MIAMI -- Owning a Major League club is something Derek Jeter thought about even as he was building Hall of Fame credentials as shortstop for the Yankees. The 43-year-old now welcomes the task of building a winner as a front-office executive.Jeter on Tuesday was introduced as the Marlins' chief executive
MIAMI -- Owning a Major League club is something Derek Jeter thought about even as he was building Hall of Fame credentials as shortstop for the Yankees. The 43-year-old now welcomes the task of building a winner as a front-office executive.
Jeter on Tuesday was introduced as the Marlins' chief executive officer, with Bruce Sherman assuming the title of chairman and principal owner. They led a group that purchased the franchise from Jeffrey Loria for $1.2 billion.
• Letter from Jeter to Marlins fans
Three years removed from being the Yankees captain, Jeter now plans on being hands-on in baseball operations. He's committed to building long-term success with an organization that last had a winning season in 2009 and has not made the playoffs since '03.
"I was very vocal throughout the end of my career that this was something I wanted to pursue moving forward," Jeter said. "Unfortunately, when you play this game, time runs out. So I wanted to be in a position to be involved in an ownership group. So I set my sights on that."
With a home in Tampa, Jeter spent the past few years inquiring about making the transition to an executive.
Tampa is the Spring Training home of the Yankees, and Jeter did his homework learning the ins and outs of an organization, including touring the Yankees' Minor League facilities.
"One thing that I've learned and has been said universally to me, not only in baseball but in other sports, regardless of how much success you've had in any particular business, this is a whole other beast," Jeter said. "It's going to take some time to learn. I'm not coming in here thinking that I know everything about team ownership. I do not.
"One thing I'm very good at is knowing what I don't know and surrounding myself with people who are much smarter than I am that I can lean on for advice."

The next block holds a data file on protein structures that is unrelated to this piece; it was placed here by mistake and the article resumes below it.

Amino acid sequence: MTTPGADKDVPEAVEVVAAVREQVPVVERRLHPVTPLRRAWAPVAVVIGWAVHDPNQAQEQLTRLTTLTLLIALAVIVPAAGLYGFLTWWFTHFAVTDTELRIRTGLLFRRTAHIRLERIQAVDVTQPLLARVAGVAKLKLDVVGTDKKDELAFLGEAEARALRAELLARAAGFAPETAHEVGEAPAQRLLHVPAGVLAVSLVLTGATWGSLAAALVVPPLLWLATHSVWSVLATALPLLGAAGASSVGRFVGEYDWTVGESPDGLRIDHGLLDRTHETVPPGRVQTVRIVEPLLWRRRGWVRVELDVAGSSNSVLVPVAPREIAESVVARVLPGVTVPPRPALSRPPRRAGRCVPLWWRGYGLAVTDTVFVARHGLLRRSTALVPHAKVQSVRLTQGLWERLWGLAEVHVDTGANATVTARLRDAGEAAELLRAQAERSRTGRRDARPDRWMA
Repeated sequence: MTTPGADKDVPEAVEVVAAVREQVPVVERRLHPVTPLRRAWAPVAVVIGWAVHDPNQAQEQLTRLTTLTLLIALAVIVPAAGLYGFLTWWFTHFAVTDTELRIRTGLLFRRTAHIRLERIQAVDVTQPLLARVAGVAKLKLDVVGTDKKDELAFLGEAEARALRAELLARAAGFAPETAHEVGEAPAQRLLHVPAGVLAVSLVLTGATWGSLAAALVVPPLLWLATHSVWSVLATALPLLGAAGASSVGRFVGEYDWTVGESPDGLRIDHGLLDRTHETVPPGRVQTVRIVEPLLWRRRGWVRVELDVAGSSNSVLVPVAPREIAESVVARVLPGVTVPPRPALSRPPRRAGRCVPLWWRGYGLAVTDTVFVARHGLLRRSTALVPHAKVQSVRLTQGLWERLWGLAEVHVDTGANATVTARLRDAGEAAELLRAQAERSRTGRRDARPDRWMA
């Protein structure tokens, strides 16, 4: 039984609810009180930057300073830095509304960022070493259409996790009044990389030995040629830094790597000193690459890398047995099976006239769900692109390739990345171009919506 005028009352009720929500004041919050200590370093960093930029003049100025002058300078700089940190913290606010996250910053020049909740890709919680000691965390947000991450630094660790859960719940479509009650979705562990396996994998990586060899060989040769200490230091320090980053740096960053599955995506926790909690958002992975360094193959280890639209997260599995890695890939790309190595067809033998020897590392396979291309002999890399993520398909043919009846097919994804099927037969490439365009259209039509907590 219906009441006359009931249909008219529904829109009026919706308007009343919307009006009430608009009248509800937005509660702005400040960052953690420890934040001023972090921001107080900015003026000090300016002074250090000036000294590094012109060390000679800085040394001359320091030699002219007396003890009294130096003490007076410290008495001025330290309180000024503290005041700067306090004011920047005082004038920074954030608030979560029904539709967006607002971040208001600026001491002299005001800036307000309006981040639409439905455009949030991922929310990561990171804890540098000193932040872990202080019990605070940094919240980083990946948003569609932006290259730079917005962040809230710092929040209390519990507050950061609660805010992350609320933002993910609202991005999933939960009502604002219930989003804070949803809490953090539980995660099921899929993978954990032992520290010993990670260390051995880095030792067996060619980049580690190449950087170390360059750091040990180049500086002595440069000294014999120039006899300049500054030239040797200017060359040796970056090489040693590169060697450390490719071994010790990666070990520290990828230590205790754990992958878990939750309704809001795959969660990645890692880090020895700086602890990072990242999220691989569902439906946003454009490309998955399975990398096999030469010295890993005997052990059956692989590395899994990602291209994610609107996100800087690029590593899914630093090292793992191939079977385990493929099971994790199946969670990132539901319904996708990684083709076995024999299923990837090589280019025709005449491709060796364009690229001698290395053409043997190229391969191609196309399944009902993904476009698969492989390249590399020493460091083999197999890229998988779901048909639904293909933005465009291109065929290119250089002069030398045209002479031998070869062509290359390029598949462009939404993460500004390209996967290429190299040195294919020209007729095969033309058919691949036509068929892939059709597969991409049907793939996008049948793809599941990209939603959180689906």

As he learns the ropes of running the club, Jeter plans on being visible. He intends to be involved, working closely with president of baseball operations Michael Hill.
"The vast majority of my time and effort will be here working for the Marlins," Jeter said. "I think you have to be present. You have to be involved. People won't respect you, in my mind, I don't think they'd respect me if I wasn't."
An iconic player, Jeter was a 14-time All-Star and a five-time World Series champion. What attracted him to the Marlins, a team he had no previous connection?
"I live in Florida," Jeter said. "Miami is very close. Bruce lives down in Florida as well. These teams don't trade very often. There's only so many opportunities you have to purchase a franchise. I'll be honest with you. I've had my mind set on this for years. I've been looking at Miami for years."
A few years back, Jeter spoke with Loria about potentially owning a club.
"I first had a conversation with Jeffrey years ago, and he had mentioned this may be an organization that comes up for sale," Jeter said. "So I set my sights on it. This is what we targeted. This is what we wanted. We believe in this market. We feel there is huge upside."
Joe Frisaro has covered the Marlins for MLB.com since 2002. Follow him on Twitter @JoeFrisaro and listen to his podcast.